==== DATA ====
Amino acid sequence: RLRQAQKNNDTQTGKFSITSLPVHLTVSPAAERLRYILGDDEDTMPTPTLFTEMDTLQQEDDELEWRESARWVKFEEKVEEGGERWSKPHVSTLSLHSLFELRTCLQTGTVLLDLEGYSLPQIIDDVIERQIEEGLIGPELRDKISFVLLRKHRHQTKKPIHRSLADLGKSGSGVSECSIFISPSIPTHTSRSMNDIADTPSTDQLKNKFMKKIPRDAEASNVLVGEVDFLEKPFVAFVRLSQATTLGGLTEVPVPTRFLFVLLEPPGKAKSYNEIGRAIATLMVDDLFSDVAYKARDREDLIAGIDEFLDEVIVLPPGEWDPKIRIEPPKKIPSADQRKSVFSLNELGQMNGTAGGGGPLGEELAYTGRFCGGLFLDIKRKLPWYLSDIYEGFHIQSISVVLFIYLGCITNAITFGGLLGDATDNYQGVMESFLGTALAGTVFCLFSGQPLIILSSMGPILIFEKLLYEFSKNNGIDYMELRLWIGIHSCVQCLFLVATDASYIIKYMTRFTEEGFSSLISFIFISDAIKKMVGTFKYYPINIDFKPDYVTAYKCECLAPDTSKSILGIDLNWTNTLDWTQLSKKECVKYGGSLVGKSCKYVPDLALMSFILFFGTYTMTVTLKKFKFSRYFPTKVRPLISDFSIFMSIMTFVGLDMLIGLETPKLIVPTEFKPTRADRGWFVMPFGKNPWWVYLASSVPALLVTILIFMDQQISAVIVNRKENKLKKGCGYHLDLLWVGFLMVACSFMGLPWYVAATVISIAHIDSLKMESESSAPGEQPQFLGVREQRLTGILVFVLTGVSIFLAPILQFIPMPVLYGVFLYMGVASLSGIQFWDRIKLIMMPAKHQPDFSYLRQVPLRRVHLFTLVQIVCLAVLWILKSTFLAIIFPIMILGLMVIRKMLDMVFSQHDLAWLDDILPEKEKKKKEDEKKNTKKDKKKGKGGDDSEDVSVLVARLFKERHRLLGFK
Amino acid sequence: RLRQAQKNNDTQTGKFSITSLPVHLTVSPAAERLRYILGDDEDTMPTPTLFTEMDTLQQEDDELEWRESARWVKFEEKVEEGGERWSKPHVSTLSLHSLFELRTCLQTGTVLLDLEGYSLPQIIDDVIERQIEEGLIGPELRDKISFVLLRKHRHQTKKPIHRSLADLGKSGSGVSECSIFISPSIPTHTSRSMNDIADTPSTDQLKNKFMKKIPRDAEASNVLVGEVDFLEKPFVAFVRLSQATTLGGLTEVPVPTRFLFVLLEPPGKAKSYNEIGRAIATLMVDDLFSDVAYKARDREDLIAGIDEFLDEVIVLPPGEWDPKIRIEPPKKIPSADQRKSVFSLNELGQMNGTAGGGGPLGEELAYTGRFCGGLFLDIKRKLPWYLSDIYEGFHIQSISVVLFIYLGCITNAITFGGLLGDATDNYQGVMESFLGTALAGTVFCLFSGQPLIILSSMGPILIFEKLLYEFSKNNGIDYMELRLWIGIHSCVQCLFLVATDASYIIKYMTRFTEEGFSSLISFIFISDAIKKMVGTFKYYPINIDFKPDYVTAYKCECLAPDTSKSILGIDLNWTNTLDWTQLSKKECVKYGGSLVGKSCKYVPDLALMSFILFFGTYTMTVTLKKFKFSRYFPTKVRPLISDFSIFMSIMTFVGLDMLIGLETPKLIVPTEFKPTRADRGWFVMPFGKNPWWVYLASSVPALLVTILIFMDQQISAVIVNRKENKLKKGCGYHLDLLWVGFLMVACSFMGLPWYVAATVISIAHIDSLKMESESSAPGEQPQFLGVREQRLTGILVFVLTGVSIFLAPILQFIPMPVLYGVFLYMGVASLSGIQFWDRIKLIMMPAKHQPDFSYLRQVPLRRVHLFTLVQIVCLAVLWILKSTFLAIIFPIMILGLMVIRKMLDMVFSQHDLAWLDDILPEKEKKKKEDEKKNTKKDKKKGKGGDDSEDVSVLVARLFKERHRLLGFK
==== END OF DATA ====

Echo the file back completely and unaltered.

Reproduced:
Amino acid sequence: RLRQAQKNNDTQTGKFSITSLPVHLTVSPAAERLRYILGDDEDTMPTPTLFTEMDTLQQEDDELEWRESARWVKFEEKVEEGGERWSKPHVSTLSLHSLFELRTCLQTGTVLLDLEGYSLPQIIDDVIERQIEEGLIGPELRDKISFVLLRKHRHQTKKPIHRSLADLGKSGSGVSECSIFISPSIPTHTSRSMNDIADTPSTDQLKNKFMKKIPRDAEASNVLVGEVDFLEKPFVAFVRLSQATTLGGLTEVPVPTRFLFVLLEPPGKAKSYNEIGRAIATLMVDDLFSDVAYKARDREDLIAGIDEFLDEVIVLPPGEWDPKIRIEPPKKIPSADQRKSVFSLNELGQMNGTAGGGGPLGEELAYTGRFCGGLFLDIKRKLPWYLSDIYEGFHIQSISVVLFIYLGCITNAITFGGLLGDATDNYQGVMESFLGTALAGTVFCLFSGQPLIILSSMGPILIFEKLLYEFSKNNGIDYMELRLWIGIHSCVQCLFLVATDASYIIKYMTRFTEEGFSSLISFIFISDAIKKMVGTFKYYPINIDFKPDYVTAYKCECLAPDTSKSILGIDLNWTNTLDWTQLSKKECVKYGGSLVGKSCKYVPDLALMSFILFFGTYTMTVTLKKFKFSRYFPTKVRPLISDFSIFMSIMTFVGLDMLIGLETPKLIVPTEFKPTRADRGWFVMPFGKNPWWVYLASSVPALLVTILIFMDQQISAVIVNRKENKLKKGCGYHLDLLWVGFLMVACSFMGLPWYVAATVISIAHIDSLKMESESSAPGEQPQFLGVREQRLTGILVFVLTGVSIFLAPILQFIPMPVLYGVFLYMGVASLSGIQFWDRIKLIMMPAKHQPDFSYLRQVPLRRVHLFTLVQIVCLAVLWILKSTFLAIIFPIMILGLMVIRKMLDMVFSQHDLAWLDDILPEKEKKKKEDEKKNTKKDKKKGKGGDDSEDVSVLVARLFKERHRLLGFK
Amino acid sequence: RLRQAQKNNDTQTGKFSITSLPVHLTVSPAAERLRYILGDDEDTMPTPTLFTEMDTLQQEDDELEWRESARWVKFEEKVEEGGERWSKPHVSTLSLHSLFELRTCLQTGTVLLDLEGYSLPQIIDDVIERQIEEGLIGPELRDKISFVLLRKHRHQTKKPIHRSLADLGKSGSGVSECSIFISPSIPTHTSRSMNDIADTPSTDQLKNKFMKKIPRDAEASNVLVGEVDFLEKPFVAFVRLSQATTLGGLTEVPVPTRFLFVLLEPPGKAKSYNEIGRAIATLMVDDLFSDVAYKARDREDLIAGIDEFLDEVIVLPPGEWDPKIRIEPPKKIPSADQRKSVFSLNELGQMNGTAGGGGPLGEELAYTGRFCGGLFLDIKRKLPWYLSDIYEGFHIQSISVVLFIYLGCITNAITFGGLLGDATDNYQGVMESFLGTALAGTVFCLFSGQPLIILSSMGPILIFEKLLYEFSKNNGIDYMELRLWIGIHSCVQCLFLVATDASYIIKYMTRFTEEGFSSLISFIFISDAIKKMVGTFKYYPINIDFKPDYVTAYKCECLAPDTSKSILGIDLNWTNTLDWTQLSKKECVKYGGSLVGKSCKYVPDLALMSFILFFGTYTMTVTLKKFKFSRYFPTKVRPLISDFSIFMSIMTFVGLDMLIGLETPKLIVPTEFKPTRADRGWFVMPFGKNPWWVYLASSVPALLVTILIFMDQQISAVIVNRKENKLKKGCGYHLDLLWVGFLMVACSFMGLPWYVAATVISIAHIDSLKMESESSAPGEQPQFLGVREQRLTGILVFVLTGVSIFLAPILQFIPMPVLYGVFLYMGVASLSGIQFWDRIKLIMMPAKHQPDFSYLRQVPLRRVHLFTLVQIVCLAVLWILKSTFLAIIFPIMILGLMVIRKMLDMVFSQHDLAWLDDILPEKEKKKKEDEKKNTKKDKKKGKGGDDSEDVSVLVARLFKERHRLLGFK